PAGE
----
What is interesting, however, is that OFAC has not remained consistent in implementing the change from quarterly to annual reporting under these types of authorizations. For example, OFAC specific licenses issued under the Non-Proliferation of Weapons of Mass Destructions Sanctions Regulations (“NPWMDSR”) still require quarterly reports to be made for payments related to the provision of legal services to persons blocked under E.O. 13382. In addition, the Global Terrorism Sanctions Regulations (“GTSR”)–which governs dealings with parties designated under E.O. 13224 and contains a general license authorization allowing payments for the provision of generally authorized legal services from unblocked sources–also maintains a quarterly reporting requirement. Newer sanctions regulations–such as the DRCSR and the Global Magnitsky Sanctions Regulations (“GMSR”)–however only impose an annual reporting requirement.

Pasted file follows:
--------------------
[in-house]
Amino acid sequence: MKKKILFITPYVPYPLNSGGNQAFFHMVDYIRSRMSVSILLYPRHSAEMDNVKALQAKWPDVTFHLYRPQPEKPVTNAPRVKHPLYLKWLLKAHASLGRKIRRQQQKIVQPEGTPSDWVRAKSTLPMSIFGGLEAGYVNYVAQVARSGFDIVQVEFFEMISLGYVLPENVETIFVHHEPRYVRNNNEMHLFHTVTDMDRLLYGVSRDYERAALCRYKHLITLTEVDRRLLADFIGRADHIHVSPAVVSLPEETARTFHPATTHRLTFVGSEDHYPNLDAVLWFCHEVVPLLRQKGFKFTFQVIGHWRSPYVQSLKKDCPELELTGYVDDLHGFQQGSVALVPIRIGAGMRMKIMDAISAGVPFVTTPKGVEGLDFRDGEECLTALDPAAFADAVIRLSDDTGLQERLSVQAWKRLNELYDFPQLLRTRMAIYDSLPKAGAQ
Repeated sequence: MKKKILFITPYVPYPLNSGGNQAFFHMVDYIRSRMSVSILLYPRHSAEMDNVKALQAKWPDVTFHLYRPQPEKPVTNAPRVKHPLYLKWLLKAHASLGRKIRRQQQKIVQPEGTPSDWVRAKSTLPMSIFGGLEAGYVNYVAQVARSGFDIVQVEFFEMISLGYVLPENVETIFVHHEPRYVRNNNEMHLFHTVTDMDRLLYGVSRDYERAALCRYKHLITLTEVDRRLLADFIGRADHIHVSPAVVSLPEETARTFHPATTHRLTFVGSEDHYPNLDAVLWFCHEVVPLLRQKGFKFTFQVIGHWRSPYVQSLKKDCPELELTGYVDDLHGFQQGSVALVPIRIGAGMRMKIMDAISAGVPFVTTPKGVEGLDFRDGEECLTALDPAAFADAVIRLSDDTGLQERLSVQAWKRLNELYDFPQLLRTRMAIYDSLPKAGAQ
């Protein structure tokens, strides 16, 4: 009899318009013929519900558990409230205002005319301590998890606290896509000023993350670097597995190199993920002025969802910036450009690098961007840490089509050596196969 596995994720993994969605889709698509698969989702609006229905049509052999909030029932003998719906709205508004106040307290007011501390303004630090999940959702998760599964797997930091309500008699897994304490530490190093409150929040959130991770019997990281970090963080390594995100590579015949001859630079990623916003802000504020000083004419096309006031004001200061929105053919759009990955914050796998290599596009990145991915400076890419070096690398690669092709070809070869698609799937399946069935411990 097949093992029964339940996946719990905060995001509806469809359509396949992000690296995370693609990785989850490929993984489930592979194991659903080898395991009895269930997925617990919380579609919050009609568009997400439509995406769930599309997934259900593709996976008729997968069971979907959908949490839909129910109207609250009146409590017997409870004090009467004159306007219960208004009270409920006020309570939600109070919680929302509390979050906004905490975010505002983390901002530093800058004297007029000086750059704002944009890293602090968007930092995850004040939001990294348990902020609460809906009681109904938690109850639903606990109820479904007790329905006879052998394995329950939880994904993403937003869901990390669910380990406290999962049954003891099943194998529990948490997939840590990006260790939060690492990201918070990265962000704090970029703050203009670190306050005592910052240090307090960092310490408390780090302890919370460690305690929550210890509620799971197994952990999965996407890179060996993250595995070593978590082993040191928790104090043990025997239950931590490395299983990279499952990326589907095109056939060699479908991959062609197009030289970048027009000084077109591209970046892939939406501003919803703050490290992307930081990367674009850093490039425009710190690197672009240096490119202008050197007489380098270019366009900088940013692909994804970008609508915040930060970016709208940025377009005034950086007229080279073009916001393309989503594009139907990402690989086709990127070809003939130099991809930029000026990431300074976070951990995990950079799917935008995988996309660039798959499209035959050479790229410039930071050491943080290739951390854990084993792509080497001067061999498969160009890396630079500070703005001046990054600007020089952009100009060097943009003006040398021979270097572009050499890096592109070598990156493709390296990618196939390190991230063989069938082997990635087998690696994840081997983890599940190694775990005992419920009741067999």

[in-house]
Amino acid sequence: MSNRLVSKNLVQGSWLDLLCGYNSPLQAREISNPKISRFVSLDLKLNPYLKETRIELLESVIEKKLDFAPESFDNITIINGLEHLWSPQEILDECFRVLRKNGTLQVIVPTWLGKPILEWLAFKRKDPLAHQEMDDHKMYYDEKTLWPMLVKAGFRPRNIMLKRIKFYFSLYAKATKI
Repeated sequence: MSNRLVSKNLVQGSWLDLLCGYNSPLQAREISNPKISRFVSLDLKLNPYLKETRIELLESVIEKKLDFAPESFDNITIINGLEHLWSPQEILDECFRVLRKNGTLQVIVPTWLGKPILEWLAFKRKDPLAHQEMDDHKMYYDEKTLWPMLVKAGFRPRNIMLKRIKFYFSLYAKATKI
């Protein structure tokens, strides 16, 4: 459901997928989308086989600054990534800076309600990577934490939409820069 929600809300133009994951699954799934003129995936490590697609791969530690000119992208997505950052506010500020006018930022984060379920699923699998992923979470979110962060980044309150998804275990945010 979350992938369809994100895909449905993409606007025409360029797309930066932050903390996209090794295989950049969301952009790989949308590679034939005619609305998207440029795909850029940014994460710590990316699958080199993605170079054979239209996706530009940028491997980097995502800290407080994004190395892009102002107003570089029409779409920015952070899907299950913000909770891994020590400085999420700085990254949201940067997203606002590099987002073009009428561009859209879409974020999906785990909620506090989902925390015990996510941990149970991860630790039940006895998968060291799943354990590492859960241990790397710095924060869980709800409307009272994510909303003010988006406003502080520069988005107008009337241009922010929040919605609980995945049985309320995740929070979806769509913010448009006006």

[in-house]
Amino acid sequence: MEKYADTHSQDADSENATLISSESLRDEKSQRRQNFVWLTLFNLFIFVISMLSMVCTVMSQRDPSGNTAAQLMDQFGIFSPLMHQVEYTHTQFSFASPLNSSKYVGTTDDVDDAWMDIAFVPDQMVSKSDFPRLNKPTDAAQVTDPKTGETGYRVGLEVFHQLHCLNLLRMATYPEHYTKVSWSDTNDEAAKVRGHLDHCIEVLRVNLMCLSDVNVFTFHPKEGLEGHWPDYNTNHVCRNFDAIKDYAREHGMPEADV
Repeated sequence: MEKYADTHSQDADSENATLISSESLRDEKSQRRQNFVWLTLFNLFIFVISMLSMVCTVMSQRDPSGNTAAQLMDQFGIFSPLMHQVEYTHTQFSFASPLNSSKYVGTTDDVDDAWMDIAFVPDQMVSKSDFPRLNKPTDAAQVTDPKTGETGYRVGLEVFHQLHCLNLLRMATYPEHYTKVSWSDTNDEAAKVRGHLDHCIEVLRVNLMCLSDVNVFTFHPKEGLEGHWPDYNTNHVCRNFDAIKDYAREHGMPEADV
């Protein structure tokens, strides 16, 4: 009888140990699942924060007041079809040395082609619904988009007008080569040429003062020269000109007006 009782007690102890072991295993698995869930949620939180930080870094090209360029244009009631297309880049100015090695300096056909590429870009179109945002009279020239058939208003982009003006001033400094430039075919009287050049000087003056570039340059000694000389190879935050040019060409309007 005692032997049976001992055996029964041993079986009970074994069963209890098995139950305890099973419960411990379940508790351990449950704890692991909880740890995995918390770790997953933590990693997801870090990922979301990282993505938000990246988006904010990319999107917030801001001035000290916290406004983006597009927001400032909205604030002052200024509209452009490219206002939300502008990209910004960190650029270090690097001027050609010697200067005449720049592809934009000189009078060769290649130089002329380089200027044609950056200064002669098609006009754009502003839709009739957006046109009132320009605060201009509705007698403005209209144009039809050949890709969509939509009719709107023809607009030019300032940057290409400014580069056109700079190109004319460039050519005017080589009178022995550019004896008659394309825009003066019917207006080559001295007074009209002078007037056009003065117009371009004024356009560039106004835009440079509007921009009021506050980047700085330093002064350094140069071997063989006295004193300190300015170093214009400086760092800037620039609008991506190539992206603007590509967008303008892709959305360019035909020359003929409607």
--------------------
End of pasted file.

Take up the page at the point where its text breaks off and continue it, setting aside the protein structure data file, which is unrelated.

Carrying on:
What’s important to keep in mind in regard to this trend is that while various OFAC sanctions programs have very similar and, in some instances, identical authorizations for the provision of and payment for legal services, they are not all the same. For instance, just because you don’t need a license to receive payment from a party designated under E.O. 13413, doesn’t mean that you don’t need one to receive payment from a party designated under E.O. 13382. Likewise, just because you are required to file quarterly reports of payments related to the provision of legal services to blocked persons under the GTSR, doesn’t mean that you have to do the same for provision of legal services to persons blocked under the GMSR.

Thus, it is important to read the regulations carefully each time you take on a legal representation for or on behalf of a blocked person, as the authorizations for payment, and the reporting requirements with respect to those payments vary from program to program and have been changing as new regulations are issued.